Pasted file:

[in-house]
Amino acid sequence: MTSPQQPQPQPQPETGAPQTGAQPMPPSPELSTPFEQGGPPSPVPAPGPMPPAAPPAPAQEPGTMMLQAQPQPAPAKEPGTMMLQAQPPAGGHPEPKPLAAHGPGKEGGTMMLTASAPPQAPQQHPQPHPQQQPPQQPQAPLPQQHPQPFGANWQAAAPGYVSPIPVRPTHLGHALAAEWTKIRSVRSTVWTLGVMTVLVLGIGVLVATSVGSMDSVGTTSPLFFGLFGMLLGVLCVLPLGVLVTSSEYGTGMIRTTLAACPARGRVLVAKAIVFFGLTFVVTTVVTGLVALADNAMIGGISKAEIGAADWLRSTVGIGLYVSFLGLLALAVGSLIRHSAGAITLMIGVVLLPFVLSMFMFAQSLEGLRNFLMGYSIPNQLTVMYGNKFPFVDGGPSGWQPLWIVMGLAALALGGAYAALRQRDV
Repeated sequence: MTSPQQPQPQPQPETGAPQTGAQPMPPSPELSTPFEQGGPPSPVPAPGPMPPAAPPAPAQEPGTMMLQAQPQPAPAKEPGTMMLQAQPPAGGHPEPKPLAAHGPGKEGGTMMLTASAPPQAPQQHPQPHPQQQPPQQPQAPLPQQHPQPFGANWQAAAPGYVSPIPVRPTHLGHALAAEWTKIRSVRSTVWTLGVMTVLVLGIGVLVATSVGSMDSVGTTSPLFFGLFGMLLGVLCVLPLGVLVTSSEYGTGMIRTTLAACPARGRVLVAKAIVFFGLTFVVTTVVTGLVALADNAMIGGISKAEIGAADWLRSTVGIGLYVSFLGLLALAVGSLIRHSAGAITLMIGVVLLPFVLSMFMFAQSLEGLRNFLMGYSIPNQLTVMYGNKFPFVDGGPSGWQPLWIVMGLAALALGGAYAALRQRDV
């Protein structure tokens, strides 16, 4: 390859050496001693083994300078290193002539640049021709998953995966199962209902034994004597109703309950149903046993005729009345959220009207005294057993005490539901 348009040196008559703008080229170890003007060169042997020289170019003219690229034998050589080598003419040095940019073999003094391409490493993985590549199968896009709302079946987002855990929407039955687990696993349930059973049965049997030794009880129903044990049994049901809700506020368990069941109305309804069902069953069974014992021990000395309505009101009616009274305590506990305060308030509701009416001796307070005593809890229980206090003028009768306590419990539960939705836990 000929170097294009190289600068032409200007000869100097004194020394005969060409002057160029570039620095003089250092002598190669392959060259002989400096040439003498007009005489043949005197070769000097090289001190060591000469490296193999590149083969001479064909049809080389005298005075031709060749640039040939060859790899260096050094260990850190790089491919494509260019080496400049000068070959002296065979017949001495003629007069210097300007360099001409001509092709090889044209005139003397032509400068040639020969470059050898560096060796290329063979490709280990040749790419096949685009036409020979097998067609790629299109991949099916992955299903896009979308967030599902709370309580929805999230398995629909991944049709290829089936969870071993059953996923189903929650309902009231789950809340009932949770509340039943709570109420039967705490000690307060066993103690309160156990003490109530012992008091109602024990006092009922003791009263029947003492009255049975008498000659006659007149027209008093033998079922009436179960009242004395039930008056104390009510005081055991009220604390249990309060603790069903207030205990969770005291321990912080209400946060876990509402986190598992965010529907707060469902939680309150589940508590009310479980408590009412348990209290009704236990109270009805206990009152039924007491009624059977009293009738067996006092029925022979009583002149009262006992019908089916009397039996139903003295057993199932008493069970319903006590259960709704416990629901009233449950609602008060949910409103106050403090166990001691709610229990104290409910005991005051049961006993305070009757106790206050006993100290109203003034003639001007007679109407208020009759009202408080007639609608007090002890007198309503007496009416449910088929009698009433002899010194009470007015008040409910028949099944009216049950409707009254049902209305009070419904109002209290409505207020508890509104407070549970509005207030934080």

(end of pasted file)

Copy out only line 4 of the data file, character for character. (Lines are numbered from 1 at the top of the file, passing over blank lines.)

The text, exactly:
């Protein structure tokens, strides 16, 4: 390859050496001693083994300078290193002539640049021709998953995966199962209902034994004597109703309950149903046993005729009345959220009207005294057993005490539901 348009040196008559703008080229170890003007060169042997020289170019003219690229034998050589080598003419040095940019073999003094391409490493993985590549199968896009709302079946987002855990929407039955687990696993349930059973049965049997030794009880129903044990049994049901809700506020368990069941109305309804069902069953069974014992021990000395309505009101009616009274305590506990305060308030509701009416001796307070005593809890229980206090003028009768306590419990539960939705836990 000929170097294009190289600068032409200007000869100097004194020394005969060409002057160029570039620095003089250092002598190669392959060259002989400096040439003498007009005489043949005197070769000097090289001190060591000469490296193999590149083969001479064909049809080389005298005075031709060749640039040939060859790899260096050094260990850190790089491919494509260019080496400049000068070959002296065979017949001495003629007069210097300007360099001409001509092709090889044209005139003397032509400068040639020969470059050898560096060796290329063979490709280990040749790419096949685009036409020979097998067609790629299109991949099916992955299903896009979308967030599902709370309580929805999230398995629909991944049709290829089936969870071993059953996923189903929650309902009231789950809340009932949770509340039943709570109420039967705490000690307060066993103690309160156990003490109530012992008091109602024990006092009922003791009263029947003492009255049975008498000659006659007149027209008093033998079922009436179960009242004395039930008056104390009510005081055991009220604390249990309060603790069903207030205990969770005291321990912080209400946060876990509402986190598992965010529907707060469902939680309150589940508590009310479980408590009412348990209290009704236990109270009805206990009152039924007491009624059977009293009738067996006092029925022979009583002149009262006992019908089916009397039996139903003295057993199932008493069970319903006590259960709704416990629901009233449950609602008060949910409103106050403090166990001691709610229990104290409910005991005051049961006993305070009757106790206050006993100290109203003034003639001007007679109407208020009759009202408080007639609608007090002890007198309503007496009416449910088929009698009433002899010194009470007015008040409910028949099944009216049950409707009254049902209305009070419904109002209290409505207020508890509104407070549970509005207030934080």